• Absolutely love this series of posts!

    As for my favourite, have to choose Parc des Buttes Chaumont because I was once able to suntan there in mid-March, while enjoying its wonderful views without a tourist in sight. The area around it is great too.

  • I have learned something today, as I often do from reading your blog. I now have another place to put on the list for next trip to Paris — Bois de Vincennes. Oh, and I remember that post about the tree shaped like a poodle in the jardin!

  • Bois de Boulogne: “Hangout for shady”? Probably depends on the time of day you visit it.

  • Thanks for a good overview of the different kids of parks in France. I never realised the different designations before.

  • This was very interesting and like everyone, have learned something new and know where to explore when we go back to Paris. I loved the movie Gigi so I would need to visit Bois de Boulogne but since accesibility is always good, I’d go with Bois de Vincennes too. Love how tranquil they both look.

  • Amy Hume

    I agree wholeheartedly with you about Bois de Vincennes. Easy to reach and yet so tranquil. Not as famous as the other one, but walker and family-friendly.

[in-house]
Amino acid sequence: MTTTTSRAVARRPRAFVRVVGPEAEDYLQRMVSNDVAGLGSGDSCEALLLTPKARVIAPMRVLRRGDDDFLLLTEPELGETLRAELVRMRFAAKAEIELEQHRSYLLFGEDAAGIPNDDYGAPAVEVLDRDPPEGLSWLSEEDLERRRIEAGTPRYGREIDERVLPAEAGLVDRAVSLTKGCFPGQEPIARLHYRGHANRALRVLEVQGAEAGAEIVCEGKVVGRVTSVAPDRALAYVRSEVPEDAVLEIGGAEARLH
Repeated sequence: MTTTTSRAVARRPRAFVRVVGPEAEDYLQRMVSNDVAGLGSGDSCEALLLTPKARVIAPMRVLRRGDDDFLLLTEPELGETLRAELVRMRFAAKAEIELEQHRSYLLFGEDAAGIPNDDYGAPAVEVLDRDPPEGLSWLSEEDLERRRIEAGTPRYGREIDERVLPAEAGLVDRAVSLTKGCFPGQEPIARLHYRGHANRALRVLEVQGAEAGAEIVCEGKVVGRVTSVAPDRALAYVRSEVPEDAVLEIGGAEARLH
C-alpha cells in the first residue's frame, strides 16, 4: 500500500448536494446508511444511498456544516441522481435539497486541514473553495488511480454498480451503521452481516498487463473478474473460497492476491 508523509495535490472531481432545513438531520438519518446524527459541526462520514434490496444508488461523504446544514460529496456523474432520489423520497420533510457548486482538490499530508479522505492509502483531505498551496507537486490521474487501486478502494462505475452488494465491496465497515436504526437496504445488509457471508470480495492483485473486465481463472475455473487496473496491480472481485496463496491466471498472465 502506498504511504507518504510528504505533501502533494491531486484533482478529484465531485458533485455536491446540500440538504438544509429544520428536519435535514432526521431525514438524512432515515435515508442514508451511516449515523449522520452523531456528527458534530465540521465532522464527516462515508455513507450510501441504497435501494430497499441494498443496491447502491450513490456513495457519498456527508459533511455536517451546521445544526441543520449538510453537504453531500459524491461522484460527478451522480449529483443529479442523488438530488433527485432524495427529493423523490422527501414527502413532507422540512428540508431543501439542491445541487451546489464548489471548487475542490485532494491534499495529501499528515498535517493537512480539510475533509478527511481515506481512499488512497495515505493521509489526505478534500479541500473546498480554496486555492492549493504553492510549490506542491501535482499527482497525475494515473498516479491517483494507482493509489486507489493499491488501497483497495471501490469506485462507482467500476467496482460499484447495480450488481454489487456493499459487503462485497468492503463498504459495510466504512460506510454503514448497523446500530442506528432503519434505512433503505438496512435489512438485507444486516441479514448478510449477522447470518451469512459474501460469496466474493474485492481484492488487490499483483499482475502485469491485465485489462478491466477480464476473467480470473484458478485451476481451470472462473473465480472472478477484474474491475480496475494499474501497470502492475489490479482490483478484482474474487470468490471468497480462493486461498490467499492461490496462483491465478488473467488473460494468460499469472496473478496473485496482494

In the Bois de Boulogne we had to take a bus to get to the
    Jardins de Bagatelle,which is inside the B de Boulogne. It had some bad reputation some years ago, being the hangout for shady. Est c’est vrais?

  • Of course the Bois de Vincennes is news to me too. I love your description of the differences between gardens, parks and woods. And now I know where to go in Paris to enjoy some peace and quiet.

  • Jeremy Branham

    Another park I haven’t heard of in Paris. However, love the views of the city. Not big on the transsexual prostitutes though :)

  • As usual I always learn something new from your blog. . .a most interesting piece, this one, and of course, I loved your photos. Happy New Year!

  • The Bois De Boulogne is frequently mentioned in French literature as well. It is mentioned many times in Camus’ the Plague. I have always wanted to take a stroll through it.

  • I lived about 2 mins from Bois de Boulogne and used to visit almost every week. That was one of the (few) great things about living in the 16th.

  • Lovely article – thanks. We love rowing boats – there seem to be less of these in parks here in the UK now.

  • Wow, you learn something new everyday! Never heard of these let alone understood that such distinctions exist between them. In U.S., all are parks whether one square block or millions of acres…all share the same designation. I like these varying grades and their labels…much easier to set expectations when trying to describe to friends.